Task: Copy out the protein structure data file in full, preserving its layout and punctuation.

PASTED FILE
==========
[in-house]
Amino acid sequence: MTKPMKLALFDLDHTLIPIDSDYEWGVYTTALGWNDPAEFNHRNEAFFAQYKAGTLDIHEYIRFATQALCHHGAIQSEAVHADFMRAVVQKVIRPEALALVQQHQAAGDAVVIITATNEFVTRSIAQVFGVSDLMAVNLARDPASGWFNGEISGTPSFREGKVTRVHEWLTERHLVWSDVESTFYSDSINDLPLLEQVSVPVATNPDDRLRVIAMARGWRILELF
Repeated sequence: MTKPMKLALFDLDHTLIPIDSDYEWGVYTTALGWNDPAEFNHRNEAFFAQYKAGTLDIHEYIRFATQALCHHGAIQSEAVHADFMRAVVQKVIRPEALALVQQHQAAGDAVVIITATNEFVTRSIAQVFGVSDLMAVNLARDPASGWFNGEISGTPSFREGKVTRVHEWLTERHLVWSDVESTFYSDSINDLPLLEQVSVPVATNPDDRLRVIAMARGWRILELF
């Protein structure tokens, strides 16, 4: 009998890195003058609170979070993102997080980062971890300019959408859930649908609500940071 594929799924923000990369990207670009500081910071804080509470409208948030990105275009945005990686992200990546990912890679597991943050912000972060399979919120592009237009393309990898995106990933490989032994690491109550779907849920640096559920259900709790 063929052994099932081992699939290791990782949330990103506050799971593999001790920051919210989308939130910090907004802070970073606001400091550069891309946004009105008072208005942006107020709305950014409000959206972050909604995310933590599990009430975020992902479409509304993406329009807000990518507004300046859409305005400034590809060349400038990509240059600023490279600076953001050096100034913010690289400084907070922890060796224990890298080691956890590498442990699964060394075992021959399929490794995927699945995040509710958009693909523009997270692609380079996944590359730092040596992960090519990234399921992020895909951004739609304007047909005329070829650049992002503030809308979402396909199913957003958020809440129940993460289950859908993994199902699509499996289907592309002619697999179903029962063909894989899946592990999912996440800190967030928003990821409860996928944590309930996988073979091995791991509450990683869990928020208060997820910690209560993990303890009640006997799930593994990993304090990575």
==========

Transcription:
[in-house]
Amino acid sequence: MTKPMKLALFDLDHTLIPIDSDYEWGVYTTALGWNDPAEFNHRNEAFFAQYKAGTLDIHEYIRFATQALCHHGAIQSEAVHADFMRAVVQKVIRPEALALVQQHQAAGDAVVIITATNEFVTRSIAQVFGVSDLMAVNLARDPASGWFNGEISGTPSFREGKVTRVHEWLTERHLVWSDVESTFYSDSINDLPLLEQVSVPVATNPDDRLRVIAMARGWRILELF
Repeated sequence: MTKPMKLALFDLDHTLIPIDSDYEWGVYTTALGWNDPAEFNHRNEAFFAQYKAGTLDIHEYIRFATQALCHHGAIQSEAVHADFMRAVVQKVIRPEALALVQQHQAAGDAVVIITATNEFVTRSIAQVFGVSDLMAVNLARDPASGWFNGEISGTPSFREGKVTRVHEWLTERHLVWSDVESTFYSDSINDLPLLEQVSVPVATNPDDRLRVIAMARGWRILELF
């Protein structure tokens, strides 16, 4: 009998890195003058609170979070993102997080980062971890300019959408859930649908609500940071 594929799924923000990369990207670009500081910071804080509470409208948030990105275009945005990686992200990546990912890679597991943050912000972060399979919120592009237009393309990898995106990933490989032994690491109550779907849920640096559920259900709790 063929052994099932081992699939290791990782949330990103506050799971593999001790920051919210989308939130910090907004802070970073606001400091550069891309946004009105008072208005942006107020709305950014409000959206972050909604995310933590599990009430975020992902479409509304993406329009807000990518507004300046859409305005400034590809060349400038990509240059600023490279600076953001050096100034913010690289400084907070922890060796224990890298080691956890590498442990699964060394075992021959399929490794995927699945995040509710958009693909523009997270692609380079996944590359730092040596992960090519990234399921992020895909951004739609304007047909005329070829650049992002503030809308979402396909199913957003958020809440129940993460289950859908993994199902699509499996289907592309002619697999179903029962063909894989899946592990999912996440800190967030928003990821409860996928944590309930996988073979091995791991509450990683869990928020208060997820910690209560993990303890009640006997799930593994990993304090990575």